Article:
Trailer 'More than a pipeline'

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We are humble and grateful for the Waterprotector Award we received after the première of More than a pipeline at the Standing Rock Nation Filmfestival in North Dakota.

More about 'More Than a Pipeline'

Standing Rock

Since April 2016 there has been an unresolved conflict in Canon Ball, North Dakota, also known as Standing Rock, the adjacent Sioux reservation. The Dakota Access Pipeline (DAPL) is being built under the Missouri River on Grand Sioux Nation land. It was put to a temporary halt on 4 December 2016 by the Obama administration, The US Army Corps of Engineers refused the requested permit by Energy Transfer Partners, the company responsible for the pipeline. Further investigation via a formal Environmental Impact Statement and the Standing Rock Sioux Tribes Treaty Rights pertaining to Lake Oahe was required. This decision at the federal level came after months of protest by members of the Grand Sioux Nation, supported by 500 Indian tribes, and in collaboration with large international networks. In January this year President Trump signed executive actions to advance approval of the Dakota Access oil pipeline (as well as the Keystone XL after all. The prayer camps have been removed with military force. The Grand Sioux nation still objects and is now fighting this battle in court.

More than a pipeline

As a documentary film-maker I visited Standing Rock in December 2016 to let the voices of he Sioux be heard, support their cause and to give it global awareness. MORE THAN A PIPELINE is a story about 500 years of suppression of the First Nations and how Standing Rock is basically a next chapter in that story.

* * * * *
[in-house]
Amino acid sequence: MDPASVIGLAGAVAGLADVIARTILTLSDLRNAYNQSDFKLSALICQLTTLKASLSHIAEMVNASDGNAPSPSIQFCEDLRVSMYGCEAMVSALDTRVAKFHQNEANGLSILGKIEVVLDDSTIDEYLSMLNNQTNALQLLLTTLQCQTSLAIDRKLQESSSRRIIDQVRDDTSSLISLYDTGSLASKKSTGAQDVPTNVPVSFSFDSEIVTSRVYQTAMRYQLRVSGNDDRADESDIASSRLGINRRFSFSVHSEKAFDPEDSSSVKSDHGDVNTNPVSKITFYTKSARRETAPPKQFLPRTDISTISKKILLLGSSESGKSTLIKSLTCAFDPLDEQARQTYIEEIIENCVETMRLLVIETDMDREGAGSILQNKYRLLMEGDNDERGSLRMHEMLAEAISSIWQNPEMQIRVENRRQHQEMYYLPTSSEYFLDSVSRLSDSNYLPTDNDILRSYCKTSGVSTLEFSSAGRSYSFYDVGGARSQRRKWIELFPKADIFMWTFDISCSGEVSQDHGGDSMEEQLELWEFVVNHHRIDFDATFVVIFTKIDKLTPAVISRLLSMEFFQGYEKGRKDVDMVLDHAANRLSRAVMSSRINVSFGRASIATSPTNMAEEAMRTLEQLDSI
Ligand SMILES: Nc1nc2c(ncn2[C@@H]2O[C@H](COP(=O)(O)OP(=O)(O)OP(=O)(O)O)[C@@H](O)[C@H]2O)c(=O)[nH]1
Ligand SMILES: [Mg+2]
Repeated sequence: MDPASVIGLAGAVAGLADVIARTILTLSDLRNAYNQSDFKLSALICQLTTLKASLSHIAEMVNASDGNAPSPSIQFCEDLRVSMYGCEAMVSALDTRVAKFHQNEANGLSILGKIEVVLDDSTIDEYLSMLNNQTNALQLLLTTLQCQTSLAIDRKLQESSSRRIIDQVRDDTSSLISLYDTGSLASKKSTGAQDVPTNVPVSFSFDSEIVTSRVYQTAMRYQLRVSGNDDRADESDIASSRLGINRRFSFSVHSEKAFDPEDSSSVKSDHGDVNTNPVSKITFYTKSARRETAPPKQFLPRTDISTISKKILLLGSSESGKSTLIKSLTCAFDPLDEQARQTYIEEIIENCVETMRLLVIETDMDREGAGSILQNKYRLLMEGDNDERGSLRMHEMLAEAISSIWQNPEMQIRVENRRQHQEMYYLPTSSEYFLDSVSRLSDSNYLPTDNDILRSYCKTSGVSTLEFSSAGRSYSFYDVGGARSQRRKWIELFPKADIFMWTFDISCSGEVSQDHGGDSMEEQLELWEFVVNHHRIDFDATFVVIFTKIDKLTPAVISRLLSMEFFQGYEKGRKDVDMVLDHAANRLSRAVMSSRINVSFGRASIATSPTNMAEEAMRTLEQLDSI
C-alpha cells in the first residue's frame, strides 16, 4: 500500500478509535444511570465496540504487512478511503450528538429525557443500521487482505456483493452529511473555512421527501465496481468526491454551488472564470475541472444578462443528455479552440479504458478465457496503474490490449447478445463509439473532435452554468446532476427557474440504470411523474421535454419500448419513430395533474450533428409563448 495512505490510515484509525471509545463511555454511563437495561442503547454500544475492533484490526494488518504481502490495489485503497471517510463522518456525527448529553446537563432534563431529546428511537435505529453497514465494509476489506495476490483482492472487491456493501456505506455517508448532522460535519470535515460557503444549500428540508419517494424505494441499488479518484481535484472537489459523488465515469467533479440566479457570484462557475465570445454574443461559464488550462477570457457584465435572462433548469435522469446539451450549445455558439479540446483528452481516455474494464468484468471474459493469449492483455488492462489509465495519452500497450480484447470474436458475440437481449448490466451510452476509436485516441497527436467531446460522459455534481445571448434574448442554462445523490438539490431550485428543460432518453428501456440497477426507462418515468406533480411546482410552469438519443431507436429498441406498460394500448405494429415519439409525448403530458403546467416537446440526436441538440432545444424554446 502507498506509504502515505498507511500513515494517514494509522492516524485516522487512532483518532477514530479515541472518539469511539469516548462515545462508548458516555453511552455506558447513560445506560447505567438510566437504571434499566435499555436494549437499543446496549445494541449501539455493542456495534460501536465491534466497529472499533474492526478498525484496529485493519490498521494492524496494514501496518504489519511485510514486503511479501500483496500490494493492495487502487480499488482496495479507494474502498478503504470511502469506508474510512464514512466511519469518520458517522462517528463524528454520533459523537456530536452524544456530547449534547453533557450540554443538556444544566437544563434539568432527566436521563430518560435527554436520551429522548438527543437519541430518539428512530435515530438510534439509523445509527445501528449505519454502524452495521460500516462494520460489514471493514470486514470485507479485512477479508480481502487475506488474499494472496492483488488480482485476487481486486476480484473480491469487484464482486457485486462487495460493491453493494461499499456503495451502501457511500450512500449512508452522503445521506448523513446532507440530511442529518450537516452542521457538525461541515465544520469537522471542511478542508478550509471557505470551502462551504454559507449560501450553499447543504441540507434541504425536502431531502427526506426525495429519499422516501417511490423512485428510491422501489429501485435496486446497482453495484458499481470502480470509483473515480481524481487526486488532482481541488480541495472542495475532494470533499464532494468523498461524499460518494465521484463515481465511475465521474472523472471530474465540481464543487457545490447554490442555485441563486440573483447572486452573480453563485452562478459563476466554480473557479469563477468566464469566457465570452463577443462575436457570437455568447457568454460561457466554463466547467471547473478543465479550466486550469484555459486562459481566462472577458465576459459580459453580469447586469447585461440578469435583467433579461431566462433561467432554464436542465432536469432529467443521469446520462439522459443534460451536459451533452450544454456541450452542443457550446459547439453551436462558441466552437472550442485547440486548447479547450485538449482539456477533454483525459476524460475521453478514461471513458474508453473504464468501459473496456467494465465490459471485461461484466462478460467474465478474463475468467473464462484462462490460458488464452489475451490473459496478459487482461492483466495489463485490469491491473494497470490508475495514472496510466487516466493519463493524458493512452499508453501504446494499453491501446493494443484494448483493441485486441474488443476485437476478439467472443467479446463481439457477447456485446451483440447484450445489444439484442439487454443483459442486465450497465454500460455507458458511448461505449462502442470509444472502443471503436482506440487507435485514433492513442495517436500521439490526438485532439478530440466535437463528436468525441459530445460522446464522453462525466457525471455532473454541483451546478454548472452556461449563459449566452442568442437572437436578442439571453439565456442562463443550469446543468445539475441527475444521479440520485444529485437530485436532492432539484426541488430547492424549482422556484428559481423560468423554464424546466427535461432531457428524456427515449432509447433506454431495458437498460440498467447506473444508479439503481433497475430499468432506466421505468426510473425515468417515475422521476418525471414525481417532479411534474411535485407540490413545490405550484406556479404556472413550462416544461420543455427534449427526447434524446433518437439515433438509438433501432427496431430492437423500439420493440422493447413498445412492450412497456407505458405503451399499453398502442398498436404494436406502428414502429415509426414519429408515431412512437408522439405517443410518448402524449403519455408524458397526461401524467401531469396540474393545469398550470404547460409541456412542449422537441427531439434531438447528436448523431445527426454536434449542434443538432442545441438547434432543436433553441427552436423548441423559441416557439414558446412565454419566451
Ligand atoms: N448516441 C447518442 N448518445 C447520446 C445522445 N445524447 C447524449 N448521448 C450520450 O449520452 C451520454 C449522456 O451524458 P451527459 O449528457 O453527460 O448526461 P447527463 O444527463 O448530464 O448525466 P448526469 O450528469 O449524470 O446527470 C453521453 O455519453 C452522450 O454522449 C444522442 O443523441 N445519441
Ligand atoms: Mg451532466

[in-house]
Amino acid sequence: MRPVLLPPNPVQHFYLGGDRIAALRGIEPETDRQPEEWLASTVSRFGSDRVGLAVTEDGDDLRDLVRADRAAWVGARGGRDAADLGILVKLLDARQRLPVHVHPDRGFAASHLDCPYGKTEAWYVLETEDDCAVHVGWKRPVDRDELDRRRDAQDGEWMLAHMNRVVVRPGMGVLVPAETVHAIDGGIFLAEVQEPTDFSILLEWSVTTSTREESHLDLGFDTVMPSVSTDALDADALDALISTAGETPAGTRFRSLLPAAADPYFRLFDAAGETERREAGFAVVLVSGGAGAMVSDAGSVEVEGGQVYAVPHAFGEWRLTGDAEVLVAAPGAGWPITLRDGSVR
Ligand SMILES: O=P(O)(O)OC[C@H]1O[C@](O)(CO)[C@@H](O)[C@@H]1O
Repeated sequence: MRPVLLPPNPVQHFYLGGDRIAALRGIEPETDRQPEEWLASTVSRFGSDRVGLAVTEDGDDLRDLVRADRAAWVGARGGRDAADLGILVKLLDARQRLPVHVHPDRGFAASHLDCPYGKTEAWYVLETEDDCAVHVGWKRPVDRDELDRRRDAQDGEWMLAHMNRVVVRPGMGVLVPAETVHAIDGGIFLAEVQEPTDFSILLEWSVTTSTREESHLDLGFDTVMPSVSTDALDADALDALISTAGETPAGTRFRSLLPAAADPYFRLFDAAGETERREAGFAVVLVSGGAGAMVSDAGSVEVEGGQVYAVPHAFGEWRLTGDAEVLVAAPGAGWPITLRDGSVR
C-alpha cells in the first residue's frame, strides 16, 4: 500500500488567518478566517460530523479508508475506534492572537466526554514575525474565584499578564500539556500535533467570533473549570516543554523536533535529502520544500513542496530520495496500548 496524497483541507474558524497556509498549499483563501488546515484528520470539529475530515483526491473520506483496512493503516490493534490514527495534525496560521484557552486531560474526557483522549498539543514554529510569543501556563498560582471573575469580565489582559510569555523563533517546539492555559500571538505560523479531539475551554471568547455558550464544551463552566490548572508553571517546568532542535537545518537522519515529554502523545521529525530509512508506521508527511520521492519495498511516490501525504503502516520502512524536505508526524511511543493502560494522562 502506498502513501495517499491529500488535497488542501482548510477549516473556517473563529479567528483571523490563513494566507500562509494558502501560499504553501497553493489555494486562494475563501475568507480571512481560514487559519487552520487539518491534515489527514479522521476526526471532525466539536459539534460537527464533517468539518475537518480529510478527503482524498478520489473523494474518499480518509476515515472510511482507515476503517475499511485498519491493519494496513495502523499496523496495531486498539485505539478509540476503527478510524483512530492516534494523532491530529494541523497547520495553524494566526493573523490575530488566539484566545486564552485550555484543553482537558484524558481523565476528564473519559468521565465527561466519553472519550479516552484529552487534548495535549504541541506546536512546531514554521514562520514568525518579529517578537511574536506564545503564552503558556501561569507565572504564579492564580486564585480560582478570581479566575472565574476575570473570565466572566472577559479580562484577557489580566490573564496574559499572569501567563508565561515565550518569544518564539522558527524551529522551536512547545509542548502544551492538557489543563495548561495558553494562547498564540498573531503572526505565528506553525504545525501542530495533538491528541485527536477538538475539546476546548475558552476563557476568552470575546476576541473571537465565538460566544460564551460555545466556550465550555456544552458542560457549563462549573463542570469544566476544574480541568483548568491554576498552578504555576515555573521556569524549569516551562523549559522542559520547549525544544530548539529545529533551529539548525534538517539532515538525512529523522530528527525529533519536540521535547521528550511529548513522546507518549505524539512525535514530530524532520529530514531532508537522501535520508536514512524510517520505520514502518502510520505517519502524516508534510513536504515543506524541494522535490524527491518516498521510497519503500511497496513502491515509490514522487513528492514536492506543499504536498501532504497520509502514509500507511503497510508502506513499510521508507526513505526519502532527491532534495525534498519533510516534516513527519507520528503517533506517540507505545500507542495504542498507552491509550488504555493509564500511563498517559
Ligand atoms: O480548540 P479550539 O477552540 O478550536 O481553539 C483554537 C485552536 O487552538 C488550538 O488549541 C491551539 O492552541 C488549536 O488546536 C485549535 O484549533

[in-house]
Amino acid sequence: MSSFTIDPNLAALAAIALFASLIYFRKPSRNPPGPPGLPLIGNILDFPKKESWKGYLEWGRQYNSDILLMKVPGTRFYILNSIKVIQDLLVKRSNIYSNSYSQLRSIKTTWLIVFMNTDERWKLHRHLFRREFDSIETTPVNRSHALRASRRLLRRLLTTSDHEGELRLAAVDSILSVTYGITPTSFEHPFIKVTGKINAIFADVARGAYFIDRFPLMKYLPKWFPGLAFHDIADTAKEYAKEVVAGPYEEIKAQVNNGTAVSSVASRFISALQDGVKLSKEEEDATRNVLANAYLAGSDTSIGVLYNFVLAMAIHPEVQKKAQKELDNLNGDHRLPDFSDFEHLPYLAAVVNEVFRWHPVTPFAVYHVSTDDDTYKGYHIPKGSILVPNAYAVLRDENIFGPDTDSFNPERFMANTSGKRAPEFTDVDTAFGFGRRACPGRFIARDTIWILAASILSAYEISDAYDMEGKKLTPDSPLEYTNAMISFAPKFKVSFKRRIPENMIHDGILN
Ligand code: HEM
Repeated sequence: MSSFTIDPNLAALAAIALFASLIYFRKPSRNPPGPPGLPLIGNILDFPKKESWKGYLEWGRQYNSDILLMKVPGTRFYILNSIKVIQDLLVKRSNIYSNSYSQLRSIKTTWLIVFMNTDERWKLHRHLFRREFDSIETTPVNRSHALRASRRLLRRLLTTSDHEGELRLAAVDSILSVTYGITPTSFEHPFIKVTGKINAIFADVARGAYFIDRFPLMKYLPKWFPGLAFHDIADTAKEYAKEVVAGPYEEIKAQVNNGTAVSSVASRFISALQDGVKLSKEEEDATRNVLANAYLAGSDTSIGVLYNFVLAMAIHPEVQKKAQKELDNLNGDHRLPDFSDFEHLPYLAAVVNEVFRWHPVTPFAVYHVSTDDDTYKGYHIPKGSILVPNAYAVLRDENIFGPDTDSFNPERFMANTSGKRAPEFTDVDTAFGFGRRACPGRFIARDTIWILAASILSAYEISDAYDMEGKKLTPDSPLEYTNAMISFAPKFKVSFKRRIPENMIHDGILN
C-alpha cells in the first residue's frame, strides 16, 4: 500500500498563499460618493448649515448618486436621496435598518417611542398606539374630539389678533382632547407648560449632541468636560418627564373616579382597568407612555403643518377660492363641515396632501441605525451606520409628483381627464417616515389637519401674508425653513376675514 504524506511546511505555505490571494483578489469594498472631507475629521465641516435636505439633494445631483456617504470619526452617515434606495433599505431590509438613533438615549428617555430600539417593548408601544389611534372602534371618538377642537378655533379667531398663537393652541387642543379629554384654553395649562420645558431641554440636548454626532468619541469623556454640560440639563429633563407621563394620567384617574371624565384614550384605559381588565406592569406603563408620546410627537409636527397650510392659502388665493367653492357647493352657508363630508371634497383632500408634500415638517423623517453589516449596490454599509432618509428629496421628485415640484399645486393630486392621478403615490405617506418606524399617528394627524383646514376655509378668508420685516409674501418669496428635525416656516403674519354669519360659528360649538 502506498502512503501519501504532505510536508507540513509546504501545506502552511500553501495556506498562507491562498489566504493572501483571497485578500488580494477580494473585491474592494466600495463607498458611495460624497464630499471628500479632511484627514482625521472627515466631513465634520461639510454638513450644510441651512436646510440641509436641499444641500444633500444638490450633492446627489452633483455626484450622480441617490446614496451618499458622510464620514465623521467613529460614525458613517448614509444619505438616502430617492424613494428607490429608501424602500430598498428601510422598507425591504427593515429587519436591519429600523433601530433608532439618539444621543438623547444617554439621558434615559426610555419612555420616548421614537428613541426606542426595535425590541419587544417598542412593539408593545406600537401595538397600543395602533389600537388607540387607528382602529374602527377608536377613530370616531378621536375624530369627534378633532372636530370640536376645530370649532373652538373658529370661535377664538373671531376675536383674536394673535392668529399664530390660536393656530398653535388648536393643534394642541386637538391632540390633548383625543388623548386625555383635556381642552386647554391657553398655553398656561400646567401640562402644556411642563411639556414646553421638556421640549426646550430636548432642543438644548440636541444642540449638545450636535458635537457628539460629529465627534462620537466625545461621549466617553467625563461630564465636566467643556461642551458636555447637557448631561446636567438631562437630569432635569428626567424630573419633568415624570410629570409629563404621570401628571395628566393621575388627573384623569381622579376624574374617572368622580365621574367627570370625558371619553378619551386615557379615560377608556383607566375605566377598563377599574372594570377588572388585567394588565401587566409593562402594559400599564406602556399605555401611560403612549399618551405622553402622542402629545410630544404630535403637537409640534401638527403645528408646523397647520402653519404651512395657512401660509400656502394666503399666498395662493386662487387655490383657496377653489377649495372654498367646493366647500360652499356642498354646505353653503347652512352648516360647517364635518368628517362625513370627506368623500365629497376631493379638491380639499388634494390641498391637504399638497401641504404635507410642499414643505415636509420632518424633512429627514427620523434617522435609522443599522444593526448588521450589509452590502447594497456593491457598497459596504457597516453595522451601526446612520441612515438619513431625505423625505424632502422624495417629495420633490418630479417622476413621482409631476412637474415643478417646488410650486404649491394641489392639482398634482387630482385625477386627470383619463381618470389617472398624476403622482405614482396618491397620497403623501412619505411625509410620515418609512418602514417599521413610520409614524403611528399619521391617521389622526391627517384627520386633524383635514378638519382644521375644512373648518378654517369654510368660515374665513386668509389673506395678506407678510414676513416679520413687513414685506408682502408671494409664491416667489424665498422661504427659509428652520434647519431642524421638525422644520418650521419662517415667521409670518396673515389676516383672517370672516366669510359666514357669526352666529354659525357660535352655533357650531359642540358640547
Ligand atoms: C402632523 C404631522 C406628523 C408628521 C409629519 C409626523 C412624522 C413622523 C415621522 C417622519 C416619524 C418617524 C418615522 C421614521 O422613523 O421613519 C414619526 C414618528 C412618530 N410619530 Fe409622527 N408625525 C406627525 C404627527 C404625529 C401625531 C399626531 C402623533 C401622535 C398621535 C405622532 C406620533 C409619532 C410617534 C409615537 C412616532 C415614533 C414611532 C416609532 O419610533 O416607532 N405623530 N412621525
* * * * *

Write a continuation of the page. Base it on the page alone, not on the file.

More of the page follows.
Robert Bridgeman


A few thousand Sioux Indians were standing there (together with members of mostly all of the larger tribes from the US and with other helpers) protesting peacefully against the construction of oil pipe lines through their land. Why? The land is a reservation which is natural reserve, it is their water resource and it is one of the last pieces of their ‘holy ground’. It is well known that the Grand Sioux Nation (a sovereign state according to the Fort Laramie treaty in 1851), as well as the Standing Rock Sioux Tribe have been in peaceful protest against the DAPL project for several reasons. There are 17 banks in the bank syndicate supporting the project. Their client is Energy Transfer Partners (ETP), a Texan company with a 38% interest in DAPL. They stood up to point out the potential dangers of this and other projects as well as the potential damage to the environment, damage to water resources and violation of human rights.

‘I had to go there, I had to do something’

They were facing an overwhelming police force who tried to entrap the peaceful ‘Water protectors’ by using teargas, water cannons and rubber bullets, to provoke them to aggression which would be a reason to arrest them. (It is terrible). The many years of oppressing these people have gone through and are still facing today. Even in the 21st century, while you and I are watching.



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Thank you all for this amazing labour of love!! Will share it further.

Such a powerful documentary. Thank you


Thank you for making this beautiful documentary and spreading the awareness


Thank you for this document :: mni wiconi :: prayers are unfolding ::